• Haegue Yang, Community of Absence, Revolver, Archiv für Aktuelle Kunst, 2007

• Maurice Blanchot, La Communauté Inavouable, Editions de Minuit, 1983

Haegue Yang, Asymmetric Equality, Roy and Edna Disney/CalArts Theater, 2008

Kollektive Kreativität (Collective Creativity), Kunsthalle Fridericianum, 2005

Haegue Yang, Sonderfarben, Wiens, 2001

Ana Dzokic, Marc Neelen and Marjetica Potrc, Fruit and Energy: Farms at a public square

Anne Shaw and Carole Reeves, The Children of Craig- Y- Nos, : Life in a Welsh Tuberculosis Sanatorium, 1922-1959, ‪University College London, 2009

Grant H. Kester, Conversation Pieces: Community + Communication in Modern Art, University of California Press , 2004

An Architektur, Issue Nr. 10, Detotalized Forms of Encounter, Interview with Joseph Vogl

Common Room Circular, New Practices New York 2008

Common Room Circular 2, Common Room presents Dexter Sinister presents Common Room

Common Room Circular 3, Lower Mnhattan Cultural Council Lentspace Late Edition

Common Room Circular 4, Public School for Architecture New York, Fall 2009

Common Room Exhibitions, Universal fitings, Rey Akdogan; Making Room for Redundacy; Area of Detail, Lize Mogel; Form Groups, IFAU & Jesko Fezer.

Dani Gal, Chanting Down Babylon, Argobooks, 2009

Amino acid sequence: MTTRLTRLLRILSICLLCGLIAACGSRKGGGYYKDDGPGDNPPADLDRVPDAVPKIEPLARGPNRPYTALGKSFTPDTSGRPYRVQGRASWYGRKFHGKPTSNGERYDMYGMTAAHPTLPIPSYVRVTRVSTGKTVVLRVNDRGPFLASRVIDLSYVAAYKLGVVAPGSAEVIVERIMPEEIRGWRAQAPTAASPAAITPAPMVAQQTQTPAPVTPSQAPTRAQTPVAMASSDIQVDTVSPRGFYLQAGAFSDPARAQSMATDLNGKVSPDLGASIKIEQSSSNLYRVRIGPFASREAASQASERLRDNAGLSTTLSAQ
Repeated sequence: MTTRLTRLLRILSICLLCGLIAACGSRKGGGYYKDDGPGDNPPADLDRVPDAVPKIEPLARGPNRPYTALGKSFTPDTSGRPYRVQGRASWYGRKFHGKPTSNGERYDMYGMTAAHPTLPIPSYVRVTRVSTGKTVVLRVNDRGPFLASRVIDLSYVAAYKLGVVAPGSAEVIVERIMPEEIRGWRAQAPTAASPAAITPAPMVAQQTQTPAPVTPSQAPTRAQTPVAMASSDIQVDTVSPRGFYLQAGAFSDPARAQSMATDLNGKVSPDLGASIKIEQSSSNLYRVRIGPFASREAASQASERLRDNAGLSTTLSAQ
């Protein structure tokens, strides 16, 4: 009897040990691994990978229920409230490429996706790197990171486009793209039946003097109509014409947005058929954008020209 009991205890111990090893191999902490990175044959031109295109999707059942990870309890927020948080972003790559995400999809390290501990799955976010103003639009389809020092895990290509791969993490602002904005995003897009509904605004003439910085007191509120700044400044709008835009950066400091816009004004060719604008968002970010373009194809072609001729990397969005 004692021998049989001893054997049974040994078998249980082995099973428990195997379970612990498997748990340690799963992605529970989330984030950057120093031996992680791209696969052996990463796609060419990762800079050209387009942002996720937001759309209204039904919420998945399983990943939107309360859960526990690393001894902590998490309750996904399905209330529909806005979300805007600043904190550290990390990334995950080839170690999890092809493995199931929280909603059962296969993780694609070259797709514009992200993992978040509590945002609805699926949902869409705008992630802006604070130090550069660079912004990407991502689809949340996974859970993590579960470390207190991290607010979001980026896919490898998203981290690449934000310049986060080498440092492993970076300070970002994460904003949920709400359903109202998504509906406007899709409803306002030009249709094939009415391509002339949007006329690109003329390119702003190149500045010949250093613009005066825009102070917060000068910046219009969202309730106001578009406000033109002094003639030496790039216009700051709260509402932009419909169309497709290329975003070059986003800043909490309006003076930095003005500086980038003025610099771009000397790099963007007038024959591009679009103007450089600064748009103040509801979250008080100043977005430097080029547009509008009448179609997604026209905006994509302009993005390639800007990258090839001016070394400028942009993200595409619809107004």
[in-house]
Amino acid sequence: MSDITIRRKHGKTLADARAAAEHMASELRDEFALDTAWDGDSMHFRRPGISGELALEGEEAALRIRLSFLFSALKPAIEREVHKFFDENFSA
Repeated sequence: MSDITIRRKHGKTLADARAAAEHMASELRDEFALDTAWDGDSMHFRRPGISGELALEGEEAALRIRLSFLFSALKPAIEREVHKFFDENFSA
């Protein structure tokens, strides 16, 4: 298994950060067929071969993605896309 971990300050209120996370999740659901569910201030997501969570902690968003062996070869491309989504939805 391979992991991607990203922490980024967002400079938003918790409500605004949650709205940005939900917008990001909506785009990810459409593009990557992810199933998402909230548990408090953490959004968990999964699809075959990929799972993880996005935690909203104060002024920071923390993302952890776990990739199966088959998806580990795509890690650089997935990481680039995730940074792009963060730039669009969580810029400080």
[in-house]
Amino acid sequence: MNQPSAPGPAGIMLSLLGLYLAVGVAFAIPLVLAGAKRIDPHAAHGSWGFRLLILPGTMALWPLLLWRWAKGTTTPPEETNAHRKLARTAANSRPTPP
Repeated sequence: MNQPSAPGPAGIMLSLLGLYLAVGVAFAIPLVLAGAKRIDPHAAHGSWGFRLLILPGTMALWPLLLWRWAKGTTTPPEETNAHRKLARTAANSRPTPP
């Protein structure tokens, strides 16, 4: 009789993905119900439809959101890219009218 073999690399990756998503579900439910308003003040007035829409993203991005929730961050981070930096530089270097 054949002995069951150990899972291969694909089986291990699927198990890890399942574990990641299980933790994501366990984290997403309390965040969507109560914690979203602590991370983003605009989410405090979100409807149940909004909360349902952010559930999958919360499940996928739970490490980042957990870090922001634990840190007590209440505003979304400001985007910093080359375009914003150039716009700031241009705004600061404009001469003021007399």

Ursula Biemann, been there and back to nowhere, b_books berlin, 2000


Cup of tea no. #5 Elbert Hogendoorn, Secretary of the Utrecht beekeepers association (weekdays he works for the State Institute for Public Health.)

Waiting for the Honey...

Domestic bees filling honey cells, as seen through the 'looking glass' beehive

I went to visit Elbert while he was giving a demonstration about beekeeping at the orchard de Groen Ham in Haarzuilens (a burb of Utrecht, 5 km west of the GDR flat). Over cups of cordial and tea, Elbert enlightened me about the honey geography of Utrecht. I told him about how I’m trying to find an urban honey source, preferably lime flower in the city. Elbert informs me that there are small-scale beekeepers in Utrecht who keep hives on their balconies and roofs, as well as hives that are maintained for educational purposes. But all the beekeepers are, at this point, waiting the next batch of honey. Given Utrecht’s predominance of lime trees which are all blossoming right this very moment, this next inner city harvest will contain an inevitably high percentage of lime flower honey. In the past Elbert had tried to exploit the lime flower along Utrecht’s longest lime tree avenue (the Maliebaan) by asking the nuns to put his hives in their neighbouring convent garden.

Elbert Hogendoorn with an 'observation hive' showing the domestic hierarchy of bees

Beekeeping is touted by the Utrecht beekeeping association as a life skill, they give courses which sets one in good stead as a beginner beekeeper. An interesting reference I came across recently to the propriety of beekeeping as a life skill and also to Elbert;s anecdote of keeping the hives in a convent garden: which was a convent-run school for girls in Buckinghamshire offering beekeeping courses as a ‘homecraft’ by. Beekeeping may have been especially attractive during this period of wartime shortage. (Source: Bee, by Claire Preston).

26 June 2010, 22.19 — posted by Wietske